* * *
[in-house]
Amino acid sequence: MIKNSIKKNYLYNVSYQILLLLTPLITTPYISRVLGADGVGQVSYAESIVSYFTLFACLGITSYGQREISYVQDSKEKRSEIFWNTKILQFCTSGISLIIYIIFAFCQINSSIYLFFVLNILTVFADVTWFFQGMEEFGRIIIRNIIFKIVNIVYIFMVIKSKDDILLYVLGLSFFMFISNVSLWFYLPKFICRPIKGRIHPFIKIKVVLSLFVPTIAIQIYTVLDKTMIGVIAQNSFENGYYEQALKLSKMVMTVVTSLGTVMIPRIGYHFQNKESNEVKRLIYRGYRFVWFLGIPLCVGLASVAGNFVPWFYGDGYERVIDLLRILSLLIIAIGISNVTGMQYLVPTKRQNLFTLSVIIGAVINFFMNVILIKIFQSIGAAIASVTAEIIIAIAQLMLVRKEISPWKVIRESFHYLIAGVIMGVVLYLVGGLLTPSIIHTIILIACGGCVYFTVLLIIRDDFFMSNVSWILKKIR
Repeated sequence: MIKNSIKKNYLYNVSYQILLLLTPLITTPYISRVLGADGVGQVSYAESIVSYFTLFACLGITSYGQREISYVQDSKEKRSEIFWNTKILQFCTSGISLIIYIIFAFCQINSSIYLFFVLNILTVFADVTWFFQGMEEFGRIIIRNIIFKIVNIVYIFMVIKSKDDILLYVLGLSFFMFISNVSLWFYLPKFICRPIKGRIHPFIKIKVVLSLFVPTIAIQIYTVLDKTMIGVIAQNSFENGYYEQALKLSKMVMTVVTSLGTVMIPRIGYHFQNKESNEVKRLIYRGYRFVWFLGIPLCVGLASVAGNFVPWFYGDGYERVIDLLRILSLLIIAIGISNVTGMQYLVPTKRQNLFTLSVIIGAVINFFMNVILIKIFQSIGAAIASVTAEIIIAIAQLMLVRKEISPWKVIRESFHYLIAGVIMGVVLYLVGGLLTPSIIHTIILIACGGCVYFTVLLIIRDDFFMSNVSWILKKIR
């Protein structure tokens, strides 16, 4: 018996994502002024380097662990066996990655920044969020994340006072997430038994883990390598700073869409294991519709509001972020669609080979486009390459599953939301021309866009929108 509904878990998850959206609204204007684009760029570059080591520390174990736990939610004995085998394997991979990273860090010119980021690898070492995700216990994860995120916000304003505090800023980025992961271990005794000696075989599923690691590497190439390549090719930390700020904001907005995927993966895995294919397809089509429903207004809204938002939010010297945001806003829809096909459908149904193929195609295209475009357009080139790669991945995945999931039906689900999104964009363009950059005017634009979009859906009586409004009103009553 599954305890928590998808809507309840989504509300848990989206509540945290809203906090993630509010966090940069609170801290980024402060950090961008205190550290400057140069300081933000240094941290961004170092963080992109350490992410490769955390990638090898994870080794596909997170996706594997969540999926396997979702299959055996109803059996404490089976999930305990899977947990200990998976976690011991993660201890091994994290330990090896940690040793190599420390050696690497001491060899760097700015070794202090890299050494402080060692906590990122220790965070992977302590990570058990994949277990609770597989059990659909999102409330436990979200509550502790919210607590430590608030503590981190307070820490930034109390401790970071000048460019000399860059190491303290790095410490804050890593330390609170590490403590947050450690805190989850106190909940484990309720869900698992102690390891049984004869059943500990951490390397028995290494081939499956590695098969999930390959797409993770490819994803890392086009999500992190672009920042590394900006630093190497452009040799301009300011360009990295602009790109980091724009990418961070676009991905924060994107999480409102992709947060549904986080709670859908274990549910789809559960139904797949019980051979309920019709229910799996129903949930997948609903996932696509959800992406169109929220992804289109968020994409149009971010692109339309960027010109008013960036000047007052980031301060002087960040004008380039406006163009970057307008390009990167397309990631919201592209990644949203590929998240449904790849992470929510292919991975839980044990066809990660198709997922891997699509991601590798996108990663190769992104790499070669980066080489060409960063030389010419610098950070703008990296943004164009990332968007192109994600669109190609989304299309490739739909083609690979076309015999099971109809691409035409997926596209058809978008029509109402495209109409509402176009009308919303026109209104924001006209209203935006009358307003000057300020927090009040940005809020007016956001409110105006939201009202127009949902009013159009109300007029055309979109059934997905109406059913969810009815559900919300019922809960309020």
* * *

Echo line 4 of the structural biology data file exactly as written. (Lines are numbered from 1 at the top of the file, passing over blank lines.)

């Protein structure tokens, strides 16, 4: 018996994502002024380097662990066996990655920044969020994340006072997430038994883990390598700073869409294991519709509001972020669609080979486009390459599953939301021309866009929108 509904878990998850959206609204204007684009760029570059080591520390174990736990939610004995085998394997991979990273860090010119980021690898070492995700216990994860995120916000304003505090800023980025992961271990005794000696075989599923690691590497190439390549090719930390700020904001907005995927993966895995294919397809089509429903207004809204938002939010010297945001806003829809096909459908149904193929195609295209475009357009080139790669991945995945999931039906689900999104964009363009950059005017634009979009859906009586409004009103009553 599954305890928590998808809507309840989504509300848990989206509540945290809203906090993630509010966090940069609170801290980024402060950090961008205190550290400057140069300081933000240094941290961004170092963080992109350490992410490769955390990638090898994870080794596909997170996706594997969540999926396997979702299959055996109803059996404490089976999930305990899977947990200990998976976690011991993660201890091994994290330990090896940690040793190599420390050696690497001491060899760097700015070794202090890299050494402080060692906590990122220790965070992977302590990570058990994949277990609770597989059990659909999102409330436990979200509550502790919210607590430590608030503590981190307070820490930034109390401790970071000048460019000399860059190491303290790095410490804050890593330390609170590490403590947050450690805190989850106190909940484990309720869900698992102690390891049984004869059943500990951490390397028995290494081939499956590695098969999930390959797409993770490819994803890392086009999500992190672009920042590394900006630093190497452009040799301009300011360009990295602009790109980091724009990418961070676009991905924060994107999480409102992709947060549904986080709670859908274990549910789809559960139904797949019980051979309920019709229910799996129903949930997948609903996932696509959800992406169109929220992804289109968020994409149009971010692109339309960027010109008013960036000047007052980031301060002087960040004008380039406006163009970057307008390009990167397309990631919201592209990644949203590929998240449904790849992470929510292919991975839980044990066809990660198709997922891997699509991601590798996108990663190769992104790499070669980066080489060409960063030389010419610098950070703008990296943004164009990332968007192109994600669109190609989304299309490739739909083609690979076309015999099971109809691409035409997926596209058809978008029509109402495209109409509402176009009308919303026109209104924001006209209203935006009358307003000057300020927090009040940005809020007016956001409110105006939201009202127009949902009013159009109300007029055309979109059934997905109406059913969810009815559900919300019922809960309020």